Platform: Nintendo Switch
Metroid is a Nintendo franchise with a history as long as The Legend of Zelda, Super Mario Bros and Kirby. Its lead character – the intergalactic bounty hunter Samus Aran – is ever present on Nintendo’s promotional material and has been a mainstay in their crossover platform fighter Super Smash Bros. But the Metroid series is also a quiet sales performer by Nintendo’s standards, with none of the games ever selling more than two million units. There also hasn’t been a newly made 2D Metroid game in nearly two decades.
After all this time in the background, the Metroid series suddenly found itself in an unusual position of prominence when development on the sequel to Legend of Zelda: Breath of the Wild couldn’t be completed in time for the holiday season of 2021. All of a sudden it was MercurySteam’s Metroid Dread that would be positioned as the marquee title for Nintendo’s console during this holiday season.
Metroid Dread has been generally well received and has broken sales records for the series since its launch. Like a lot of other Nintendo Switch owners, Dread was also my first ever Metroid game, despite owning every single one of their consoles since the Super Nintendo.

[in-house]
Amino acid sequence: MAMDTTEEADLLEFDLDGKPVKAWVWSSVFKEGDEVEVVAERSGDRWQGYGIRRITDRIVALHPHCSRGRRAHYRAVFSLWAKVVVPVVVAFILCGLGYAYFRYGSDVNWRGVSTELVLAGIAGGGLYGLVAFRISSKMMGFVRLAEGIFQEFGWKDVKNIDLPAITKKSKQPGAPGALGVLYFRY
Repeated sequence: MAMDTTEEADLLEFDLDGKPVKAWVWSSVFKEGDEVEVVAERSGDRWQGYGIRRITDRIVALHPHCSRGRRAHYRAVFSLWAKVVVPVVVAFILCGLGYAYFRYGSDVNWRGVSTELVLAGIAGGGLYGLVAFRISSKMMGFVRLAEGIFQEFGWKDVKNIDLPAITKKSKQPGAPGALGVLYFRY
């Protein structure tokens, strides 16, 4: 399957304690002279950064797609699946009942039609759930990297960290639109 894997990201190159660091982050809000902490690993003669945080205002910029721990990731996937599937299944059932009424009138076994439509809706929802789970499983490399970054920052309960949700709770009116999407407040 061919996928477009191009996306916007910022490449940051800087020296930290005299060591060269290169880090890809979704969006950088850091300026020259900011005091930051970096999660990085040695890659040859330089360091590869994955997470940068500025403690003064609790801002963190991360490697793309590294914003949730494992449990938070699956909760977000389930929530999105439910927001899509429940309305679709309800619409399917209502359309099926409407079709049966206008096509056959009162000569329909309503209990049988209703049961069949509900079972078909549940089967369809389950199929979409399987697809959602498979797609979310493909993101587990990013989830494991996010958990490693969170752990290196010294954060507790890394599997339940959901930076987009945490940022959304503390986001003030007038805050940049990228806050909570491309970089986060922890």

My first impression of the game was one of surprise. The narrative was surprisingly dense and filled with references to previous games which I didn’t expect. I had always assumed Samus to be a mute hero and that the stories would be self contained and largely unimportant. It turns out this is not the case.
When the Galactic Federation detect the presence of the alien mutant strain X on the planet ZDR, they send down seven deadly canine-like robots called EMMIs to wipe them out. When contact with the EMMIs is abruptly lost, the Federation then sends down Samus to investigate. Samus is quickly attacked by one of the EMMIs and is she tasked with regathering her abilities, dismantling the rogue EMMIs and finding out what is causing all this havoc on ZDR.